Now the bigger question is why is vit.B12 deficiency so highly prevalent in thyroid patients.
There are various reasons for underactive thyroid and vitamin b12 deficiency can be dietary related.Also, certain people are at higher risk for Vit.B12 deficiency as compared to others.
Like vegetarians, vegans and elderly are all at higher risk for vit B12 deficiency, and if they have thyroid dysfunction, it increases the chances more.
Another big reason for people with thyroid disorders to have low Vitamin B12 levels is —antibodies against the parietal cells(which helps with Vitamin B12 absorption).
This condition is also calledpernicious anemia. Where the body develops antibodies against the parietal cells and destroys them.Parietal cells secrete what is called intrinsic factor which is required for the absorption of it.B12 in our gut.
According to this study,the prevalence of Vitamin B12 deficiency in autoimmune thyroid patients was 28%,so it is not a rare phenomenon but very common one.
In another study, the prevalence of low vitamin B12 was 55% in patients with autoimmune thyroid disease.
The second study raised another important question that — a single test to check for Vitamin B12 levels in the blood might miss a lot of patients which might be deficient in vitamin B12 and not picked up by that test!
So to make sure the vitamin B12 deficiency in thyroid patients does not get undetected –as a functional medicine physician I suggest looking at different markers like MMA, homocysteine levels also in conjunction, in addition to B12 deficiency blood tests.
Upon discussion of B12 and Thyroid relation, most people will have this question —what are the symptoms of B12 deficiency in thyroid patients?
The huge problem is that the symptoms ofB12 deficiency and low thyroid overlap, so it make the situation a little tricky to catch in the first place.
The most common symptoms of B12 deficiency are—
Tiredness and fatigue
Tingling or numbness in hands and feet
Interestingly the majority of these symptoms are also attributed to low thyroid.
So that’s the reason it becomes difficult to differentiate until we check for B12 deficiency.
The most concerning symptoms isthe peripheral nerve damagethat occurs because of B12 deficiency and that can easily be avoided with supplementation from B12, so again very important in thyroid patients to for deficiency of B12.
Unfortunately, the blood tests that are ordered to check for vitamin B12 deficiency don’t give the true picture of functioning B12 in your system and can sometimes miss suboptimal B12 levels.
Vitamin B12 levels in the blood is often an inaccurate reflection of your vitamin B12 status in the body and also there are some concerns about the range that is being used in the labs which are very broad often from 200-900 ng/ml.
The broad range can miss the patients whose levels might be on the lower end of the spectrum and still have symptoms.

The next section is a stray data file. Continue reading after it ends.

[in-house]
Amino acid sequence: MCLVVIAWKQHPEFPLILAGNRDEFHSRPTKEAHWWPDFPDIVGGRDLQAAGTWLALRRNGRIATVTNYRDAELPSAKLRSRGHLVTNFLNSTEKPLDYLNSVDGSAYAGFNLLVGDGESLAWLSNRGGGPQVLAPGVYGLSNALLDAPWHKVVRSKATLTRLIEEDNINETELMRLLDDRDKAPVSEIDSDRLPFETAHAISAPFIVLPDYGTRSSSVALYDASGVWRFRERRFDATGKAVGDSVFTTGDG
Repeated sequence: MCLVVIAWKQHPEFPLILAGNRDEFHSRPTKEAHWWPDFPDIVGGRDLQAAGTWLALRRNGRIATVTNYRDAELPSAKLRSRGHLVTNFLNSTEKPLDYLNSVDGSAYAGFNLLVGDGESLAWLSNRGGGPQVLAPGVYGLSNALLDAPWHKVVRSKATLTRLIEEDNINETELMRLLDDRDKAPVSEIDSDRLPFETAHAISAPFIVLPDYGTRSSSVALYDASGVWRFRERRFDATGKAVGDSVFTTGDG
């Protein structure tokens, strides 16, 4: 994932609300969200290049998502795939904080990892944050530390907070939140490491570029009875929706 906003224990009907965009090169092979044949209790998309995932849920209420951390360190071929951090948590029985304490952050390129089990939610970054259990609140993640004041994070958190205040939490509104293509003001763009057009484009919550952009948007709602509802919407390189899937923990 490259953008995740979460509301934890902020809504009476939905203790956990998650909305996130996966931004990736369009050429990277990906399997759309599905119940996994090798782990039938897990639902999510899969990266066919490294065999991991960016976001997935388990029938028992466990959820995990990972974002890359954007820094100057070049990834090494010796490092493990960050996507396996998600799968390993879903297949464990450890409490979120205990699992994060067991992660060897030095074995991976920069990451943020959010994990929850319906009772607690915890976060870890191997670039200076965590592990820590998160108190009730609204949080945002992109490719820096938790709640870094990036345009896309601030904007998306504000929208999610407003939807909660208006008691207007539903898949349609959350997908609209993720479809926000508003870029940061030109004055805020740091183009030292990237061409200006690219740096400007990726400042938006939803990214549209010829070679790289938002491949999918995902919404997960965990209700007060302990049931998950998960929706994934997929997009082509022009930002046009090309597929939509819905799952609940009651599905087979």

For a complete evaluation,functional medicine doctorsrecommend getting a combination of tests is the best way to check for vitamin B12 status.
The following test can be done by any standard lab and can help to evaluate your vitaminB12 status —
Vitamin B12 serum levels
The way these tests are interpreted are very different and have to be carefully understood.I feel Vitamin B12 serum levels should be more than 300ng/ml and ideally above 400ng/ml.
MMA levels have to be understood carefully, as the high MMA levels indicate low vitamin B12 status, any MMA level above 300 nmol/l is concerning for me and reflect suboptimal vitamin B12.Homocysteine levels reflect the functioning status of Vit.B12 andwe want these levels to be less than 10.
So based on these tests people can evaluate their Vit.B12 status and take supplementation accordingly.
Now you got your blood work checked and it came back that you are vitamin B12 deficient, so how much and what form and which route to take vitamin B12.
Vitamin B12 comes in oral tablets, Intramuscular injections and also sublingual tablets.
The concern is that in thyroid patients there is a problem with Vitamin B12 absorption because of the antibodies against intrinsic factor as explained above.
So the oral route might not be the best way of supplementation for people with thyroid dysfunction.
For my patients with autoimmune thyroid conditions like Hashimoto’s,I recommend them sublingual or Intramuscular injection.
Both of them are good ways to get your Vitamin B12 levels up, in fact, a study was done which showed equal efficacy of sublingual as compared to injectable Vit.B12.I generally recommend sublingual 1000mcg of Vit.B12 daily.
The injectable will have different dosages generally around 1000 mcg once a week initially for 1 month and then 1000mcg once a month.
The prevalence of Vitamin B12 deficiency is higher in underactive thyroid patient especially Hashimoto’s.
Often low Vitamin B12 and thyroid symptoms are very similar, so clinically it makes it harder for physicians to diagnose B12 deficiency.
Consult a functional medicine physician, if you have a high index of suspicion for vitamin B12 deficiency with thyroid dysfunction.We do a comprehensive panel to check for Vitamin B12 and how to interpret these results is also important.
Suffering from a chronic disease like thyroid, gut problem, weight issues, autoimmune issues, etc... is not easy. Dr. Gupta is a certified Functional Medicine Physician and his personalized plans have helped thousands of people to reclaim their health back.